Business Essentials for Professionals


Risk Of Data Breach Faced By Over 2 Million Owners Of Toyota In Japan

Risk Of Data Breach Faced By Over 2 Million Owners Of Toyota In Japan
Toyota Motor Corp said on Friday that owing to human mistake, the car data of 2.15 million Japanese users, or nearly the entire customer base who signed up for its primary cloud service platforms since 2012, had been publicly available for a decade.
The issue, which also affected customers of its premium brand Lexus, occurs as the world's largest automaker by sales makes a push into vehicle connectivity and cloud-based data management, both of which are considered as critical to enabling autonomous driving and other AI-backed capabilities.
The problem, which began in November 2013 and continued until mid-April, was caused by human mistake, which resulted in a cloud system being set to public rather than private, according to a Toyota representative.
It could include information such as car positions and device identification numbers, but there have been no indications of nefarious use, according to the business.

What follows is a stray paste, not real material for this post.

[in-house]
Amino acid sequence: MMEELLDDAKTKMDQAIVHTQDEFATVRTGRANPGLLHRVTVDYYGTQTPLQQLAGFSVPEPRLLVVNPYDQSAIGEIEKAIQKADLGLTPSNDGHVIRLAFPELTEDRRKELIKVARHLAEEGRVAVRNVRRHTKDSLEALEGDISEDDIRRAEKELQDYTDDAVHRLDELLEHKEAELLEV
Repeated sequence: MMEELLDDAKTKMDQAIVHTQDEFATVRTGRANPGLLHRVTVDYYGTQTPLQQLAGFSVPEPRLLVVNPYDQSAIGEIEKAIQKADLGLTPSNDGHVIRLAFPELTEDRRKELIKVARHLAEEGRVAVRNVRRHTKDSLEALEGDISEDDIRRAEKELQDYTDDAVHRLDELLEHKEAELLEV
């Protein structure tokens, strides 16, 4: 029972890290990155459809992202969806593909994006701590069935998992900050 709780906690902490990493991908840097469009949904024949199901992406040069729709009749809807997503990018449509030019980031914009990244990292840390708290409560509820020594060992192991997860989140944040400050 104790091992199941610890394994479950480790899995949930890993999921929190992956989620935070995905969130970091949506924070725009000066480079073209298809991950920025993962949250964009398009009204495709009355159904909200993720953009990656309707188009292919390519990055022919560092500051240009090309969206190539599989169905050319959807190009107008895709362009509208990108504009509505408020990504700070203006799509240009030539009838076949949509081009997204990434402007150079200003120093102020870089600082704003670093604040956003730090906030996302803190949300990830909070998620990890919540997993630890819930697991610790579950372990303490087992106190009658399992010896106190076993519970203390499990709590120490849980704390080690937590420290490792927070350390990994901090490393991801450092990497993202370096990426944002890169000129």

"There was a lack of active detection mechanisms, and activities to detect the presence or absence of things that became public," the spokesperson said in response to why it took time to realise there had been an error.
Toyota stated that it would implement a system for auditing cloud settings, build up a system for continuously monitoring settings, and properly educate personnel on data handling standards.
Customers who signed up for the T-Connect programme, which provides a variety of services such as AI voice-enabled driving assistance, auto connection to contact centres for vehicle management, and emergency support in circumstances such as a traffic accident or severe illness, were among those affected.
Users of G-Link, a comparable service for Lexus vehicle owners, were also affected.
According to one of its staff, Japan's Personal Information Protection Commission has been alerted about the event, but has declined to disclose any details, in keeping with its policy of not commenting on specific occurrences.
Toyota stated that after the vulnerability was detected, steps were taken to prevent unauthorised access to the data, and an examination into all cloud environments administered by Toyota Connected Corp was underway.
Large leaks of personal data occur on a regular basis in Japan. In March, NTT DoCoMo claimed that data from up to 5.29 million consumers may have been exposed through a business to whom it outsourced work.
The incident adds to the issues facing Koji Sato, who took over as Toyota CEO on April 1 from Akio Toyoda, the company's founder's grandson.
Toyota has disclosed safety test flaws at its affiliate Daihatsu and received a shareholder petition from a trio of European asset managers to boost disclosure of its climate change campaigning since he assumed office.

Christopher J. Mitchell

Markets | Companies | M&A | Innovation | People | Management | Lifestyle | World | Misc